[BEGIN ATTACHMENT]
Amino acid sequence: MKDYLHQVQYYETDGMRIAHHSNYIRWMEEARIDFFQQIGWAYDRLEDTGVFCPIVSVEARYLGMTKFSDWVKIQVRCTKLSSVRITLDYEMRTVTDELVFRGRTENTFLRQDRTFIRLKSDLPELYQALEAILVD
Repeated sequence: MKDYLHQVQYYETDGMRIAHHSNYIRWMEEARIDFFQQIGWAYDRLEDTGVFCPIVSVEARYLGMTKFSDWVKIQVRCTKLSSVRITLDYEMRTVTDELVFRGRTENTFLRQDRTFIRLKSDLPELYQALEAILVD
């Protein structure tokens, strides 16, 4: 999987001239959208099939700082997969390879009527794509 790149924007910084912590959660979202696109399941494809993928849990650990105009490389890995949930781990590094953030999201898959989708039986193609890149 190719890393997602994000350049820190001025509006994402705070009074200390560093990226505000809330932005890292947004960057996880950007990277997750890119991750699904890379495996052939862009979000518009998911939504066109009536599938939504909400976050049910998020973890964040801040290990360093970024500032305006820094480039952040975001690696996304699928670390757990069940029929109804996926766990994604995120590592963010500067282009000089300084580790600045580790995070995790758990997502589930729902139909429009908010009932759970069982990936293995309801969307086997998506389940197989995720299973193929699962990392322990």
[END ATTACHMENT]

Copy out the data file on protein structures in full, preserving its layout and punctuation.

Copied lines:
Amino acid sequence: MKDYLHQVQYYETDGMRIAHHSNYIRWMEEARIDFFQQIGWAYDRLEDTGVFCPIVSVEARYLGMTKFSDWVKIQVRCTKLSSVRITLDYEMRTVTDELVFRGRTENTFLRQDRTFIRLKSDLPELYQALEAILVD
Repeated sequence: MKDYLHQVQYYETDGMRIAHHSNYIRWMEEARIDFFQQIGWAYDRLEDTGVFCPIVSVEARYLGMTKFSDWVKIQVRCTKLSSVRITLDYEMRTVTDELVFRGRTENTFLRQDRTFIRLKSDLPELYQALEAILVD
């Protein structure tokens, strides 16, 4: 999987001239959208099939700082997969390879009527794509 790149924007910084912590959660979202696109399941494809993928849990650990105009490389890995949930781990590094953030999201898959989708039986193609890149 190719890393997602994000350049820190001025509006994402705070009074200390560093990226505000809330932005890292947004960057996880950007990277997750890119991750699904890379495996052939862009979000518009998911939504066109009536599938939504909400976050049910998020973890964040801040290990360093970024500032305006820094480039952040975001690696996304699928670390757990069940029929109804996926766990994604995120590592963010500067282009000089300084580790600045580790995070995790758990997502589930729902139909429009908010009932759970069982990936293995309801969307086997998506389940197989995720299973193929699962990392322990």